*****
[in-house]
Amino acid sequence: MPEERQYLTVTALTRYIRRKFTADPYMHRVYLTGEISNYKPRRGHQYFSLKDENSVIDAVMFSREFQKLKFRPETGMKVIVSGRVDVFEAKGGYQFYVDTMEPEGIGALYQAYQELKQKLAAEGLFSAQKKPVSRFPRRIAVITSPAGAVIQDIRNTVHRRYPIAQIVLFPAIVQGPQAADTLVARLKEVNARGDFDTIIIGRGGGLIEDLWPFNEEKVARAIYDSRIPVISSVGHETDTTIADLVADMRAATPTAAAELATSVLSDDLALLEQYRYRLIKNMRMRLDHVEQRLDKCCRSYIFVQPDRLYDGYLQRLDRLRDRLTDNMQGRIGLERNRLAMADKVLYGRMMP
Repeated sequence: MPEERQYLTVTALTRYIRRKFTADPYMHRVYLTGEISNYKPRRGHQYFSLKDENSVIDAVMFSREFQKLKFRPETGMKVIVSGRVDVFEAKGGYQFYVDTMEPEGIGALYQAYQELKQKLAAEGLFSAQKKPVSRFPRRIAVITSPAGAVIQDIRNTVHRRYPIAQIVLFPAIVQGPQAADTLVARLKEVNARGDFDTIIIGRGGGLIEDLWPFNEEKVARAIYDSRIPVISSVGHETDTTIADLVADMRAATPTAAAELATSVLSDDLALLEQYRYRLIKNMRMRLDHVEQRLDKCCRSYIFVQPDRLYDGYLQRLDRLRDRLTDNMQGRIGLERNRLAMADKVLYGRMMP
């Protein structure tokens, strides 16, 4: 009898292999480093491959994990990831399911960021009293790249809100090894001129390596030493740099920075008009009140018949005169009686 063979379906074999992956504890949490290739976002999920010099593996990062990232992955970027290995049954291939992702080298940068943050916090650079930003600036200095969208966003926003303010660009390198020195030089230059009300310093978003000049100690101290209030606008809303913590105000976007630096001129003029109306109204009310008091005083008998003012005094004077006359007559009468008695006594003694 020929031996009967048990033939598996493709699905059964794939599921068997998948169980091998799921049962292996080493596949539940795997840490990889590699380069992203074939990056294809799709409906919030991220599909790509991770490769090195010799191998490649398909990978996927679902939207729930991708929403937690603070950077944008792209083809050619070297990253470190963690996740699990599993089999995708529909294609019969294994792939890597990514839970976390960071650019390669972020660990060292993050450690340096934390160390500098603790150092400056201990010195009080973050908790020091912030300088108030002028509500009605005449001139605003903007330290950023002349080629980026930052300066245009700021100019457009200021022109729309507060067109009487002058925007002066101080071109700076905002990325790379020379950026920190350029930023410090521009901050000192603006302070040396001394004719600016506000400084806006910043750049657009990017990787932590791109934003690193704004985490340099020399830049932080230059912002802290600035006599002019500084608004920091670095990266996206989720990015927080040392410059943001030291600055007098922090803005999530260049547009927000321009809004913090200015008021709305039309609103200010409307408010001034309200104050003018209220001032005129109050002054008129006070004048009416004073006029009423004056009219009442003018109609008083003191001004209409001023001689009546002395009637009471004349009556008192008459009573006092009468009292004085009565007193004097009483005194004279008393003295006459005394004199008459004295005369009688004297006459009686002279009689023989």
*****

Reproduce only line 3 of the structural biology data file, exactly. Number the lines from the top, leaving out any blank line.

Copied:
Repeated sequence: MPEERQYLTVTALTRYIRRKFTADPYMHRVYLTGEISNYKPRRGHQYFSLKDENSVIDAVMFSREFQKLKFRPETGMKVIVSGRVDVFEAKGGYQFYVDTMEPEGIGALYQAYQELKQKLAAEGLFSAQKKPVSRFPRRIAVITSPAGAVIQDIRNTVHRRYPIAQIVLFPAIVQGPQAADTLVARLKEVNARGDFDTIIIGRGGGLIEDLWPFNEEKVARAIYDSRIPVISSVGHETDTTIADLVADMRAATPTAAAELATSVLSDDLALLEQYRYRLIKNMRMRLDHVEQRLDKCCRSYIFVQPDRLYDGYLQRLDRLRDRLTDNMQGRIGLERNRLAMADKVLYGRMMP